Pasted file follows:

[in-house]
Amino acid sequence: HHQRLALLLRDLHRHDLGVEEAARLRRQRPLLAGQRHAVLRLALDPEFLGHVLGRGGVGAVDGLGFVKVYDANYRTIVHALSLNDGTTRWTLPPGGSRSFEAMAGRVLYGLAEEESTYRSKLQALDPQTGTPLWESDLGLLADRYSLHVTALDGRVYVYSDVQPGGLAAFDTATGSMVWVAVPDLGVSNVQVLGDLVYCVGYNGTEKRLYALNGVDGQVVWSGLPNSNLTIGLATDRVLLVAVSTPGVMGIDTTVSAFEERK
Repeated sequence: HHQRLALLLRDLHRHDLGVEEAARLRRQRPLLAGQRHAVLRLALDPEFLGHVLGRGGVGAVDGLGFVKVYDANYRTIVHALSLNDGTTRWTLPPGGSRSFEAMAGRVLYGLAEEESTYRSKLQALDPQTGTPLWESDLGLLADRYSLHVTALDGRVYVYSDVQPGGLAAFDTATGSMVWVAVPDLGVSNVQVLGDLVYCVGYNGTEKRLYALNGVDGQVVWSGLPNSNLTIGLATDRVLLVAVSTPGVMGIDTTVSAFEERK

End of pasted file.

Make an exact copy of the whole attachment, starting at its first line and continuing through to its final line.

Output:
[in-house]
Amino acid sequence: HHQRLALLLRDLHRHDLGVEEAARLRRQRPLLAGQRHAVLRLALDPEFLGHVLGRGGVGAVDGLGFVKVYDANYRTIVHALSLNDGTTRWTLPPGGSRSFEAMAGRVLYGLAEEESTYRSKLQALDPQTGTPLWESDLGLLADRYSLHVTALDGRVYVYSDVQPGGLAAFDTATGSMVWVAVPDLGVSNVQVLGDLVYCVGYNGTEKRLYALNGVDGQVVWSGLPNSNLTIGLATDRVLLVAVSTPGVMGIDTTVSAFEERK
Repeated sequence: HHQRLALLLRDLHRHDLGVEEAARLRRQRPLLAGQRHAVLRLALDPEFLGHVLGRGGVGAVDGLGFVKVYDANYRTIVHALSLNDGTTRWTLPPGGSRSFEAMAGRVLYGLAEEESTYRSKLQALDPQTGTPLWESDLGLLADRYSLHVTALDGRVYVYSDVQPGGLAAFDTATGSMVWVAVPDLGVSNVQVLGDLVYCVGYNGTEKRLYALNGVDGQVVWSGLPNSNLTIGLATDRVLLVAVSTPGVMGIDTTVSAFEERK